A Feb. 20 article on Irish immigrants in the United States returning home incorrectly converted euros to dollars. The Irish government has donated 30,000 euros toward efforts to change U.S. immigration policy. That equals about $35,000, not $40,000.
Irish Immigration Slips Into Reverse
Monday, February 20, 2006
NEW YORK -- By now the shipping container carrying Jonathan Langan's material life in the United States has arrived in Ireland. The plush green furniture, his American flag and the construction tools of his trade are all gone from his Queens apartment.
Langan, a lanky, red-haired Irishman, was bidding a final farewell to his adopted country. He didn't leave for want of work -- his fledgling construction company was booming. Success was his problem. The more prosperous his company became, the more Langan feared he would get snared by immigration agents.
"You don't want to give off red flags because you're not supposed to be working," said Langan, 24, who lived illegally in the United States for three years. "It's too dangerous, what happens if you get caught."
The green is draining out of the Irish immigration boom that revitalized neighborhoods across New York over the past two decades. Fear of getting caught in a post-Sept. 11 net coupled with the booming economy in Ireland is drawing thousands of Irish back to the Emerald Isle. Numbers vary on how many have left: The Irish government estimates that about 14,000 Irish returned from the United States since 2001, with more than half of them coming from New York. The Census Bureau reported that between 2000 and 2004, the Irish population throughout the United States shrank by 28,500 people, to 128,000.
A more vivid picture of the exodus is the Gaelic downtown of the northern Bronx, on the border with Yonkers, where green signs and shamrocks decorate store windows.
The Padded Wagon, a popular moving company among the Irish, shipped 30 containers to Ireland in the past three months, each containing the possessions of an Irish family. The Irish games -- Gaelic football and hurling -- have suffered losses. More than 200 players returned to Ireland in the past year, said Seamus Dooley, president of the Gaelic Athletic Association, which has its games at Gaelic Park in the Bronx.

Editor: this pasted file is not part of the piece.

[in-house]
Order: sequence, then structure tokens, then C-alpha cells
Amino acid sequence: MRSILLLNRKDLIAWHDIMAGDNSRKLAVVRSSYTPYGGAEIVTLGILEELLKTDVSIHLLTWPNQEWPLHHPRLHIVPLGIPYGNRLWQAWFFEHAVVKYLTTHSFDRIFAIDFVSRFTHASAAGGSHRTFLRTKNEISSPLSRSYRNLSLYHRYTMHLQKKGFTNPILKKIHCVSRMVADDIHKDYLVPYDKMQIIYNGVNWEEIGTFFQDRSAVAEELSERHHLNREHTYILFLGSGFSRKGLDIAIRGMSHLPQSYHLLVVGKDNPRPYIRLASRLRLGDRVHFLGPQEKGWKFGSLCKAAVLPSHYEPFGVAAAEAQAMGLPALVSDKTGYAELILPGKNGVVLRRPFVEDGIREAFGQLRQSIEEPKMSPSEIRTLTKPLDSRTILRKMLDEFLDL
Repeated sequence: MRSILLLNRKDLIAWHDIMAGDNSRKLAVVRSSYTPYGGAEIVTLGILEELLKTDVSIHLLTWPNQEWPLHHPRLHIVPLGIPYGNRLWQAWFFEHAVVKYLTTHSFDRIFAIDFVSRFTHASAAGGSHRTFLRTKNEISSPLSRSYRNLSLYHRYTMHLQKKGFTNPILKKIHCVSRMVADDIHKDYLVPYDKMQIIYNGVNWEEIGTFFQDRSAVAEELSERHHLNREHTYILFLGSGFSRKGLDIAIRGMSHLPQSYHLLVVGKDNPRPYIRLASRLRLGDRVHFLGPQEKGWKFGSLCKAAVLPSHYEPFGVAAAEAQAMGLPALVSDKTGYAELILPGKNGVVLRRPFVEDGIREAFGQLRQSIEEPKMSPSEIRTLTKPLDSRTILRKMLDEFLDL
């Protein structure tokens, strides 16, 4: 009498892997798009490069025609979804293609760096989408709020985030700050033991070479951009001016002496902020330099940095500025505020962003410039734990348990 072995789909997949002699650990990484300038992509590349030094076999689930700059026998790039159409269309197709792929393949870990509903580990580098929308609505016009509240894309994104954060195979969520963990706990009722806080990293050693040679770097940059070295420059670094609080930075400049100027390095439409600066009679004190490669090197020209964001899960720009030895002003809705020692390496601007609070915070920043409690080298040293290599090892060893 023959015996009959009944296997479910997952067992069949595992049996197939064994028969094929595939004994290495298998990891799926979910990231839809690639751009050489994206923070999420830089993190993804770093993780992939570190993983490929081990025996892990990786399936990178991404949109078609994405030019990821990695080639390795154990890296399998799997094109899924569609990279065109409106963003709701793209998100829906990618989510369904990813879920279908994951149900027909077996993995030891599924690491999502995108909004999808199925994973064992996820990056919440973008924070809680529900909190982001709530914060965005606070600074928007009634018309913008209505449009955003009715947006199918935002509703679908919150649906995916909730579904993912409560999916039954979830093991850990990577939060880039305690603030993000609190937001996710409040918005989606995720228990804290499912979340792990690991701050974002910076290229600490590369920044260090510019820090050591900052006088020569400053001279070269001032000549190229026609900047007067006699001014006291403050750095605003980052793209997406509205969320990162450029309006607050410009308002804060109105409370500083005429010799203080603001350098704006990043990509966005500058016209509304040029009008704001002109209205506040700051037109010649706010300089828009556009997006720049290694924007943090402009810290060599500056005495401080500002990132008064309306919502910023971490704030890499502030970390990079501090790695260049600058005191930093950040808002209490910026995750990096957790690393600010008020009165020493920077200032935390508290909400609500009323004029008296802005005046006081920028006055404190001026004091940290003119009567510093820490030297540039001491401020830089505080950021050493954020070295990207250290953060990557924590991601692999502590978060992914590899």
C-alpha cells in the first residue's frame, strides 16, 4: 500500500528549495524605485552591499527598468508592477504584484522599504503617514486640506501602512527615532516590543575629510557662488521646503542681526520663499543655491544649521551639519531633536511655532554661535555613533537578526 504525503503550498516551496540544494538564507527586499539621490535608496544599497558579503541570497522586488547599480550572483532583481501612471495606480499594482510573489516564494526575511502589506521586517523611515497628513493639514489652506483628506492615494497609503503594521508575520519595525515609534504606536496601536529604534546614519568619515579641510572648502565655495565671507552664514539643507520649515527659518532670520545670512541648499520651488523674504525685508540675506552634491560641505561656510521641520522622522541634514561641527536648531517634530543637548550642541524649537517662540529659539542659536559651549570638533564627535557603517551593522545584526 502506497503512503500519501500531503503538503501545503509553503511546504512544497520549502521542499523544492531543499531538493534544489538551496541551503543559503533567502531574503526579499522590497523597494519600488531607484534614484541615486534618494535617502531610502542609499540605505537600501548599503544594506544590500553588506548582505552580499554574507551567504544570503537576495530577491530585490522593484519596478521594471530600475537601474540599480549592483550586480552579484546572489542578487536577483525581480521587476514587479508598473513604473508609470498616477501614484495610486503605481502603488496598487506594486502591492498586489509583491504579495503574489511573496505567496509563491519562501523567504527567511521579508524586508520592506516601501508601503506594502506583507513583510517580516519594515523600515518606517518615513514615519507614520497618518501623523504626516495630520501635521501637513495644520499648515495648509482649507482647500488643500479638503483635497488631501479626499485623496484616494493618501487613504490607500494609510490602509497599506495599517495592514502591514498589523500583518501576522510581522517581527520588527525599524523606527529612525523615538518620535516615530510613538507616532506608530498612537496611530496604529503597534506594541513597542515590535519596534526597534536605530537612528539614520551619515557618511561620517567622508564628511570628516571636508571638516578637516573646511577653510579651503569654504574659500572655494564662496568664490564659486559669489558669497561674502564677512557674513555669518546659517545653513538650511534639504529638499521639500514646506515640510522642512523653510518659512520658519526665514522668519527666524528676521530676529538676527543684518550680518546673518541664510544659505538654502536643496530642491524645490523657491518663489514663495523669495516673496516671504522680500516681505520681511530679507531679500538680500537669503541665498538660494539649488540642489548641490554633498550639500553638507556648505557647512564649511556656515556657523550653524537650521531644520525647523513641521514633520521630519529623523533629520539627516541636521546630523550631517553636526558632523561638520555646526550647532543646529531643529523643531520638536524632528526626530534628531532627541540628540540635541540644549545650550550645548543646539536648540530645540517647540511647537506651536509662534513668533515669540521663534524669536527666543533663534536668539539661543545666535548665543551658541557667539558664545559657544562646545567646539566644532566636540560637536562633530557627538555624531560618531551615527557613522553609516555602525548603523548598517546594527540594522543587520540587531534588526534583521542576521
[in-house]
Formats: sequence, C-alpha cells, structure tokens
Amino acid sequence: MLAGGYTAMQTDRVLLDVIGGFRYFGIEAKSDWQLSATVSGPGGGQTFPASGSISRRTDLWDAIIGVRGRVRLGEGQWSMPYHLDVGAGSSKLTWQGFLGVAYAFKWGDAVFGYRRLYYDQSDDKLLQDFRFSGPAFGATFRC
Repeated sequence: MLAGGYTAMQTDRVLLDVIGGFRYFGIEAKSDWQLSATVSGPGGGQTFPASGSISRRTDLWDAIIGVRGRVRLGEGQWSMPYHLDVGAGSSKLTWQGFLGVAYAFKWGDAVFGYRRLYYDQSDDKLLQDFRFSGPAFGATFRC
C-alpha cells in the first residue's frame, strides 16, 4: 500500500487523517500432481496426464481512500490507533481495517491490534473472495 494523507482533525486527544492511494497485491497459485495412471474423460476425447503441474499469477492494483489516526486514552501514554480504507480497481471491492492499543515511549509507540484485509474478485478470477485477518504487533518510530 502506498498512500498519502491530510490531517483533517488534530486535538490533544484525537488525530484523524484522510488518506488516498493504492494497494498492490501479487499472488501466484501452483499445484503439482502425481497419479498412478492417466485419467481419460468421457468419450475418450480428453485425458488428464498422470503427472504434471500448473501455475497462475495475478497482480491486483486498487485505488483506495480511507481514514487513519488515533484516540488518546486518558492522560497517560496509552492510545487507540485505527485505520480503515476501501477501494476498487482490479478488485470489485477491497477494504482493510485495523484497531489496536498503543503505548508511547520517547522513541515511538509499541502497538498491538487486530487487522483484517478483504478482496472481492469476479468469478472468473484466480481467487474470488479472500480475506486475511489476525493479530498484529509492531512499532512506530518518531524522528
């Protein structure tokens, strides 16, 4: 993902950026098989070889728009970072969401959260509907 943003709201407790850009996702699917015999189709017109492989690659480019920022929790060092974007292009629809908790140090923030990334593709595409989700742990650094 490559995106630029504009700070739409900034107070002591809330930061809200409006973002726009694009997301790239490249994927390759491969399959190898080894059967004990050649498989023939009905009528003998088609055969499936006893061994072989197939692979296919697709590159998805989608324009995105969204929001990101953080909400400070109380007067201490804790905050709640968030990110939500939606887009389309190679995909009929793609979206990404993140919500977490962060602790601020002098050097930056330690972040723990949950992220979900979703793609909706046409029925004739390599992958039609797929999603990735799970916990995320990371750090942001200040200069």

Last month, the Irish minister for social affairs visited New York, to unveil "Returning to Ireland," a guide for Irish preparing for a permanent return trip.
"A travel agent was saying they had sold 1,700 one-way tickets to Ireland," said Geraldine McNabb, an Irish-born naturalized citizen, while she sipped a cranberry cocktail at a pub. "They're not coming back."
Post-Sept. 11 security procedures have disrupted life for the city's undocumented Irish, who number about 20,000, according to estimates by Irish officials and activists. Few experience immigration raids in their homes and job sites. In 2005 just 43 Irish nationals were deported from the United States, none from the New York area, according to U.S. immigration officials.
But federal and state policy changes, the fingerprinting of foreign nationals at airports and a crackdown on driver's licenses have made it much more difficult to hop a plane to visit relatives or drive a car. And tighter scrutiny of banking transactions to prevent the financing of terrorism has scared off families and made starting a business far more dicey.
"What's more alarming to me is people who've been here for years and years are packing up. Families are moving," said Nollaig Cleary, president of the women's division of the New York Gaelic Athletic Association. "You've had the community people who set up business and their families, they're going."
Brenda Flannagan, 31, immigrated illegally to the United States in her twenties, looking for adventure. Now she has a husband and a baby, and is looking to settle down. A trip back to Ireland to visit her parents could leave her open to discovery by immigration officials -- so she is going home for good.